Deathly silence permeates the houses of Rajeshwar Hiraman Kumre and Ramesh Khusaram Ichkape in Jankapur village in Chandrapur district of Maharashtra. Barely three weeks back, the duo was killed in a tiger attack, taking the death toll in tiger attacks in the village to four. The village is in a state of shock. “There were four men and a large herd of cattle when the attack happened,” informs a bystander. “Tigers usually attack isolated people.”

“He was not alone and he was in open space when the tiger attacked,” says Panchasheela, wife of Kashinath Gopichand Surwanshi also from Jankapur, who was killed in March. Panchasheela is still struggling to make sense of the tragedy. “We never thought that a tiger could attack in the open.”

Dharmaraj and siblings - children of Punaji Mahurle of Owala, who died in a tiger attack. The family has not been able to cultivate its land since April 2006 because of tiger terror. Pic: Aparna Pallavi.

In village Owala, a few kilometres off on the other side of the Nagpur–Mul road, 19-year-old Hemraj Nikode was killed on 28 November 2007 while plucking beans in his own field. His father Ramdas Nikode is baffled too. “He was in the open field plucking beans. His mother was close by, with just a bush between them, when the attack happened.” The tiger dragged Hemraj’s body into some bushes before dropping it after his mother Sitabai gave chase.

Cattle are under severe risk as well. On 5 August, Tiger attacks led to seven cows belonging to a single herd being killed in the Alewahi beat of the forest adjoining Kharkada village in the Talodhi range, reported Vivek Deshpande in The Indian Express on 13 August.

More and more, in the forest ranges close to Tadoba Andhari Tiger Reserve (TATR) in Chandrapur, the tiger is refusing to play by 'the rules'. The forest ranges of Brahmapuri, Nagbhid, Talodhi, Mul and Shioni in the Brahmapuri and Chandrapur divisions have been terrorised by repeated tiger attacks for the last two years now. According to the state forest department’s figures, no less than 31 people have been killed in these areas between April 2005 and April 2008, besides several times as many attacks on cattle and also a number of cases of injury.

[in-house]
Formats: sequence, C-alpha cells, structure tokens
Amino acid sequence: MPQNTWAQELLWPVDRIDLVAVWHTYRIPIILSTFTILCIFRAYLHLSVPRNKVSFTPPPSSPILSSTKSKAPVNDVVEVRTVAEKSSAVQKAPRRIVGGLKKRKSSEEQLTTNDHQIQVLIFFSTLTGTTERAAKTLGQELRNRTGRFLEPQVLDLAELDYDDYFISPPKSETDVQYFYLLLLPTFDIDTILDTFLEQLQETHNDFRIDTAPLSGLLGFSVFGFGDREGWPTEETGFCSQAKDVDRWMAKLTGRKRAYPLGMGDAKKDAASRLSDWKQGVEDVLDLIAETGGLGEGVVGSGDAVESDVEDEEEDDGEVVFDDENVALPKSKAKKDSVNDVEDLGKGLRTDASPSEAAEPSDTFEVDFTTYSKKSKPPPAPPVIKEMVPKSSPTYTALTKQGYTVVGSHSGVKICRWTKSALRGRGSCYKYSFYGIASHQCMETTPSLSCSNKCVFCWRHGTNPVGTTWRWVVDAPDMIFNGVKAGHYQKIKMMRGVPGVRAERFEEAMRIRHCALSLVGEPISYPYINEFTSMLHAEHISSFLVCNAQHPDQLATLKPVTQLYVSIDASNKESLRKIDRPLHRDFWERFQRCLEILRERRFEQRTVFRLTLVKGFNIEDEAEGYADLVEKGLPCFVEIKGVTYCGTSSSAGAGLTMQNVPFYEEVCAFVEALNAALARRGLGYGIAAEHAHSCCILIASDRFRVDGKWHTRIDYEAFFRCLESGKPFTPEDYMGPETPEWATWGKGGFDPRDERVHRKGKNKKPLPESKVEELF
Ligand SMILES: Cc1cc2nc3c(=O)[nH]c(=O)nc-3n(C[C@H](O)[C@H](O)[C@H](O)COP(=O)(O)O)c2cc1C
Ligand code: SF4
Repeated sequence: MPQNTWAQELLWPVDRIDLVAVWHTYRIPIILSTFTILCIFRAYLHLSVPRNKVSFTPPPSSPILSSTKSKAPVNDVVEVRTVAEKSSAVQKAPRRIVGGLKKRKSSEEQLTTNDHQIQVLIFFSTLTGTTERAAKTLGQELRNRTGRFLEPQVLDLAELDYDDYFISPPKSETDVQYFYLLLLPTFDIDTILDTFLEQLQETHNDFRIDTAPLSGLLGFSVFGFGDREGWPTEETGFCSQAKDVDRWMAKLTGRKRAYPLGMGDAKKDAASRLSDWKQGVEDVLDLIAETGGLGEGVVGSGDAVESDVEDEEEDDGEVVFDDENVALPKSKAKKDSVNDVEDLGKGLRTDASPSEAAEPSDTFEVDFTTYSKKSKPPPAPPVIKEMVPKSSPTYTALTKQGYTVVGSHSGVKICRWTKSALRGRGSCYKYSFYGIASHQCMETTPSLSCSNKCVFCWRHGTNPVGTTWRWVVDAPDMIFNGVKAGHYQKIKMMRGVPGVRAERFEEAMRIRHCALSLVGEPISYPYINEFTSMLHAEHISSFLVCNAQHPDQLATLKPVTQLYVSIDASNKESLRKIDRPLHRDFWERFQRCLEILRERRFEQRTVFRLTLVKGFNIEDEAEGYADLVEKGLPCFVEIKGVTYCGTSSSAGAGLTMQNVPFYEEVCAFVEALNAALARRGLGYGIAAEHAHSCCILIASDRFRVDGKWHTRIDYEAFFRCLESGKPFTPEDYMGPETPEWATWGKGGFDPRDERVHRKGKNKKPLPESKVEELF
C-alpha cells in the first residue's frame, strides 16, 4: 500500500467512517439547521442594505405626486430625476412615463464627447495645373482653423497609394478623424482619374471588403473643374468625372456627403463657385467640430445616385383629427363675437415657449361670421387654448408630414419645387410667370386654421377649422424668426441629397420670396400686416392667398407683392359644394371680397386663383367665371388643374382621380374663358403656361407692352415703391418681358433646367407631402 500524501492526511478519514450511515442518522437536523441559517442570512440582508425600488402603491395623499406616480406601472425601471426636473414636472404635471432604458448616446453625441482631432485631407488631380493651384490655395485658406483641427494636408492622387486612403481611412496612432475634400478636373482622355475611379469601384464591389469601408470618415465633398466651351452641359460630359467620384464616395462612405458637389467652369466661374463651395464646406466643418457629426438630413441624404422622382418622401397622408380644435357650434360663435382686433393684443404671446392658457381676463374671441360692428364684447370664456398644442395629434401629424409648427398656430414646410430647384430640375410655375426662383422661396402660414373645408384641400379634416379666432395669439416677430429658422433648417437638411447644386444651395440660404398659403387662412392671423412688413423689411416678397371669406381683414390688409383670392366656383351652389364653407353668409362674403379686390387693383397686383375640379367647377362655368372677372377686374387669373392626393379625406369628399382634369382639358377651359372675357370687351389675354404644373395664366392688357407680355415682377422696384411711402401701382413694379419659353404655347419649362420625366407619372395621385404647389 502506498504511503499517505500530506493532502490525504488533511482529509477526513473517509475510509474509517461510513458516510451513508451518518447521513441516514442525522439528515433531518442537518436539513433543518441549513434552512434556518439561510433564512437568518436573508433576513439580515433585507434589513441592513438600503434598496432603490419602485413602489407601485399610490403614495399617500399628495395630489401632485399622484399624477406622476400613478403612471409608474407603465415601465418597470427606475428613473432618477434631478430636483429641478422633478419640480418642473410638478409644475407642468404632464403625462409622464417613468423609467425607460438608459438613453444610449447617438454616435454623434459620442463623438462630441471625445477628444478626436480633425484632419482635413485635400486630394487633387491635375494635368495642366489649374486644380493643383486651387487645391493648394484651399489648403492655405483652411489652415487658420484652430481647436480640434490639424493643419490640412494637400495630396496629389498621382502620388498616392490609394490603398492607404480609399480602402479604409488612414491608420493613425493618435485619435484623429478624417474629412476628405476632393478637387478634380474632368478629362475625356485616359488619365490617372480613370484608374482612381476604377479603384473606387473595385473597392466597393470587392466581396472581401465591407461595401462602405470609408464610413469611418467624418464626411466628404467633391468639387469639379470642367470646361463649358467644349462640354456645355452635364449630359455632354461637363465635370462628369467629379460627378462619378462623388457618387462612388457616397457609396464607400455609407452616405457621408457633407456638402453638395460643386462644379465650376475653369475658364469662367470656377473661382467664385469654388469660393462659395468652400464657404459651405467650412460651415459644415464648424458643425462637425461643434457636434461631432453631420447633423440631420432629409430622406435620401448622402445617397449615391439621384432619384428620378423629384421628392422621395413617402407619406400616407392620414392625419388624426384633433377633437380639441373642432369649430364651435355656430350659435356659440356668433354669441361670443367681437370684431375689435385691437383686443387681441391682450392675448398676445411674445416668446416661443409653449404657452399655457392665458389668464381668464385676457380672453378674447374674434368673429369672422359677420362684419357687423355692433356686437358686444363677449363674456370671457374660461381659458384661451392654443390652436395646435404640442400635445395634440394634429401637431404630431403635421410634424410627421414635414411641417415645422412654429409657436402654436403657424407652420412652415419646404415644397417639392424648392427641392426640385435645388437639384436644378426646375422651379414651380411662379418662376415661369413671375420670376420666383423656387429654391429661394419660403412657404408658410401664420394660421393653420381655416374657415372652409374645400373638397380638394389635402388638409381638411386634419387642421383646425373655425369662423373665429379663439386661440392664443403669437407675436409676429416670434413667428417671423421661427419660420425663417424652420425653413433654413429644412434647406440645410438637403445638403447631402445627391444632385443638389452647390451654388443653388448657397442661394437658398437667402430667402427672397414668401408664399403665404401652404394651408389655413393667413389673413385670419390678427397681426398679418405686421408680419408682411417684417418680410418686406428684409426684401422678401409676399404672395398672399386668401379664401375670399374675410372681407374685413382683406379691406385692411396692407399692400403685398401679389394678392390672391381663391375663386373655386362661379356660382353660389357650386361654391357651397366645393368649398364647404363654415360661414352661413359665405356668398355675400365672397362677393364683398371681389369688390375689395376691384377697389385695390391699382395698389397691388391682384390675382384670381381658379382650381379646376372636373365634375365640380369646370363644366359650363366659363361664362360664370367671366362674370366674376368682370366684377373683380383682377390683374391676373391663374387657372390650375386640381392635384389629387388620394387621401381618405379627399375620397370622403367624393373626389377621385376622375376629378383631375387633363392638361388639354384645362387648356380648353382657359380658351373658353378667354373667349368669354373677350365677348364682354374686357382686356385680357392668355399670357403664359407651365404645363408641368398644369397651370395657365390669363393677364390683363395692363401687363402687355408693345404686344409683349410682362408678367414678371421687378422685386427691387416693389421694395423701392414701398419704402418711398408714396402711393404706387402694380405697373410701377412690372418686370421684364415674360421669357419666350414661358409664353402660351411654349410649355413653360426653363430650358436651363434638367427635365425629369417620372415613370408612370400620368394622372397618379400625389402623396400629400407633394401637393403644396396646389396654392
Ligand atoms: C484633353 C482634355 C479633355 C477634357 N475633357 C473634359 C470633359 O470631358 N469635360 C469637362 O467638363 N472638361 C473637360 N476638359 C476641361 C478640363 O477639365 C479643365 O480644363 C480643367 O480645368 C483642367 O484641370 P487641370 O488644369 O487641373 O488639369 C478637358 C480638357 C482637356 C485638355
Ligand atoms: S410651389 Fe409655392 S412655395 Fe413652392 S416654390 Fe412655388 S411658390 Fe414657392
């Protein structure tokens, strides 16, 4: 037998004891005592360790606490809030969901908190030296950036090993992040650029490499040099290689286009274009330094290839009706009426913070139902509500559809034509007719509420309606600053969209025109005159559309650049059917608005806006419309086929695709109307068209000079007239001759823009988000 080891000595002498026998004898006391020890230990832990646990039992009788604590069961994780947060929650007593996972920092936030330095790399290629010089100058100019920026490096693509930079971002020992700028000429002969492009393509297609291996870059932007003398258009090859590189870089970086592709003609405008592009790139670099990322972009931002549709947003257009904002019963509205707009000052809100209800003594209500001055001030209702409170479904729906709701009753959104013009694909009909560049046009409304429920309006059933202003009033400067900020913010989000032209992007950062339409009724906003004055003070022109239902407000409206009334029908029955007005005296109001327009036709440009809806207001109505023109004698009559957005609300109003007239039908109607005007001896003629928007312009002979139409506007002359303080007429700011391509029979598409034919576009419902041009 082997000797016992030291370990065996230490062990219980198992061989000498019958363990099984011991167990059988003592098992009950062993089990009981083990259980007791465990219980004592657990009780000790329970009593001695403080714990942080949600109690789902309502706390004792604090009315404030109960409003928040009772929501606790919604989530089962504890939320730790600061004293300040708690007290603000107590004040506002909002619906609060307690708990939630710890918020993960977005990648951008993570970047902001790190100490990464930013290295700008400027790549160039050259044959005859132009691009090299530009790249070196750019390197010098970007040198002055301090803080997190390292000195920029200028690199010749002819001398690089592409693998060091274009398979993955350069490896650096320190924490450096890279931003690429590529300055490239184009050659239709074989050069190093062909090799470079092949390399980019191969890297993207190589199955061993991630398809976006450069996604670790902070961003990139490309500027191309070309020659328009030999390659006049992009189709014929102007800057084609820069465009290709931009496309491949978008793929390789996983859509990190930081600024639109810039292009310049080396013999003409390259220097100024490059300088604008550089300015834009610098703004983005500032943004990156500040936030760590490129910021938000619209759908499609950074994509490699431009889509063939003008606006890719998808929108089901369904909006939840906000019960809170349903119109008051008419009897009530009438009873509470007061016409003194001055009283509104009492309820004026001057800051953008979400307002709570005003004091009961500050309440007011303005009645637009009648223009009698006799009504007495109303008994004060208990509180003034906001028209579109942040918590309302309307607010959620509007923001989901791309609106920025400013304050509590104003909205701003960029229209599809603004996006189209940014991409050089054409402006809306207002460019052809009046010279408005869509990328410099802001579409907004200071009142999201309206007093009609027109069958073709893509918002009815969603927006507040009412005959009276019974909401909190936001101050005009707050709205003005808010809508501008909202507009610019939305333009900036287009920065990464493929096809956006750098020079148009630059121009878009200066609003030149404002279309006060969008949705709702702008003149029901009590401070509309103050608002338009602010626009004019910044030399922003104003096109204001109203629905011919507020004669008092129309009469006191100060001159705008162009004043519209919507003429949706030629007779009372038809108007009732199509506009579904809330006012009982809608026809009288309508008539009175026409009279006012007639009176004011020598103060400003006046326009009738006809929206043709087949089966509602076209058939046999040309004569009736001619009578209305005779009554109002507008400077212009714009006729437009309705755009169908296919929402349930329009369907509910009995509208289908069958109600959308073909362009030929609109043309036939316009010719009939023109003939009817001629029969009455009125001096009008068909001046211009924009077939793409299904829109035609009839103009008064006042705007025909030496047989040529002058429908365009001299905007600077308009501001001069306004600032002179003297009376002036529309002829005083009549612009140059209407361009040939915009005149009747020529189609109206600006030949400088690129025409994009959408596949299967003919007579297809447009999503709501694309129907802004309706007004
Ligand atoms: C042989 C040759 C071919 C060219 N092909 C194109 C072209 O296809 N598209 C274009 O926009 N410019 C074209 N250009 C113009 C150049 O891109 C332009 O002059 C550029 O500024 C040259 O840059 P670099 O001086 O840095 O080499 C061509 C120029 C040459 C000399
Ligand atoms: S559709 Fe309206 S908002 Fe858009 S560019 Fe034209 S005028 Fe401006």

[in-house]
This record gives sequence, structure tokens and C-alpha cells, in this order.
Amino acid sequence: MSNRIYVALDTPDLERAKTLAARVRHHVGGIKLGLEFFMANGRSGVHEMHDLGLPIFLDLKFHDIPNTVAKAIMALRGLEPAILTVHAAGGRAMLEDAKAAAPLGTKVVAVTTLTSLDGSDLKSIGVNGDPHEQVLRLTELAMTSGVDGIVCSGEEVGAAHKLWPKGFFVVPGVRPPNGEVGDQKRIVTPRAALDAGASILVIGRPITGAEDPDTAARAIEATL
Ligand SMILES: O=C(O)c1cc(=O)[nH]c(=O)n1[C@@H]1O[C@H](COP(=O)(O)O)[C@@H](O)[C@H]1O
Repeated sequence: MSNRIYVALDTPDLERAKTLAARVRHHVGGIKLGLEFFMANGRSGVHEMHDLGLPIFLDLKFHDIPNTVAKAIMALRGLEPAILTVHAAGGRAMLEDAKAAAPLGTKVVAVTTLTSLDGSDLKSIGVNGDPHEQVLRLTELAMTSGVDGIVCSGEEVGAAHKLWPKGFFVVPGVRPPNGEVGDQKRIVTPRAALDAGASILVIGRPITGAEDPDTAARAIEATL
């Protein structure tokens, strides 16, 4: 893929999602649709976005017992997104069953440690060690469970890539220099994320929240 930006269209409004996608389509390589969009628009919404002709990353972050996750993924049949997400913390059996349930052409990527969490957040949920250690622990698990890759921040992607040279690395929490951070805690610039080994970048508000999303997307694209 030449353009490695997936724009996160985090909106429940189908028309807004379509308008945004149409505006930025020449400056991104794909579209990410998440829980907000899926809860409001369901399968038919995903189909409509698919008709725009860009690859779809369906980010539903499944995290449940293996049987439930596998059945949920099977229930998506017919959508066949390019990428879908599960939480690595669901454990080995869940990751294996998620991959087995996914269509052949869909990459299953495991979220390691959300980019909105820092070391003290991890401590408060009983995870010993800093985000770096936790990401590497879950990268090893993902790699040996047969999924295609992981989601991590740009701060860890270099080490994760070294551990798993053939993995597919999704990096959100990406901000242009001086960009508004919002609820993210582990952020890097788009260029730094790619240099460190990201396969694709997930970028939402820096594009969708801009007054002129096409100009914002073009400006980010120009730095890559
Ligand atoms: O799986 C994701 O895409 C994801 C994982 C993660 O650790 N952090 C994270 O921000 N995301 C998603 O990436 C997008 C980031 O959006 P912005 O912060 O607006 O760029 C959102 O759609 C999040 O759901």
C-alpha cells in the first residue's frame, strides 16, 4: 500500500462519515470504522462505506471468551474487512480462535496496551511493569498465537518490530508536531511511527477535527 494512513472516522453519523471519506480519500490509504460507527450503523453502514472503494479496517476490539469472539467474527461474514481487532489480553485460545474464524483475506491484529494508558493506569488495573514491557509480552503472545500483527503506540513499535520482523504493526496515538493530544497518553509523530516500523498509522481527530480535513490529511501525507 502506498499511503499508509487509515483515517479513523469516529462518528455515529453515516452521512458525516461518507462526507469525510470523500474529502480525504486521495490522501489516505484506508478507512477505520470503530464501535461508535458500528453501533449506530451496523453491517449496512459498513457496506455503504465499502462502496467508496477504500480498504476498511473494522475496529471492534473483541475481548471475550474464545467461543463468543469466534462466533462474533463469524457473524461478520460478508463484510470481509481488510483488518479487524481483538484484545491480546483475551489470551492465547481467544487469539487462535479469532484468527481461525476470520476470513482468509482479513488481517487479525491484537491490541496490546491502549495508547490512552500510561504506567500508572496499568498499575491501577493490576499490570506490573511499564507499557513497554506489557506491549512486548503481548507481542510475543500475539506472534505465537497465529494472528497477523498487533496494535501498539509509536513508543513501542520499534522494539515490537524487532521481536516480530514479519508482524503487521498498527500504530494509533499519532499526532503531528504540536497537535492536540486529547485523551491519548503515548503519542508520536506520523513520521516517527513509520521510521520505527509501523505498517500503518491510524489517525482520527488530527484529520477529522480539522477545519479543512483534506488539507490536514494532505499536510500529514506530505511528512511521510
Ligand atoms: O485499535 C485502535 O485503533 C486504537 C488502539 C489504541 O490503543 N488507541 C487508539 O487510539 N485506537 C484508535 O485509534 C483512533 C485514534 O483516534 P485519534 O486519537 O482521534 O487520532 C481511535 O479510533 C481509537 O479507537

Official blame game

The reason for this spurt in attacks eludes the local people and the forest department alike. Following the theory about the existence of a man-eater, the department eliminated a tiger in the Talodhi range on 30 November 2007, but that has not stopped the killings. Senior officials, including field director Shehsrao Patil and Principal Chief Conservator of Forests (PCCF) Wildlife, Maharashtra State B Majumdar, are floating theories regarding the possible presence of sub-adult males or females with cubs in the area, but finally admit that there is need to gather more information before anything definite can be said.

But both the department and conservationists working in the area vociferously insist that human infiltration, in the form of local villagers going into forests for grazing, collecting non-timber forest produce (NFTP) and so on, is the lead cause of damage to forests and man-animal conflict. The unanimous opinion appears to be that it is ‘irresponsible’ for the local tribal populations to venture into the forests.

Says Majumdar, “What I don’t understand is why a woman would risk her life for Rs.45 worth of firewood instead of getting work under NREGA where she will be paid a better wage, have better working hours, crèche facilities and so on?”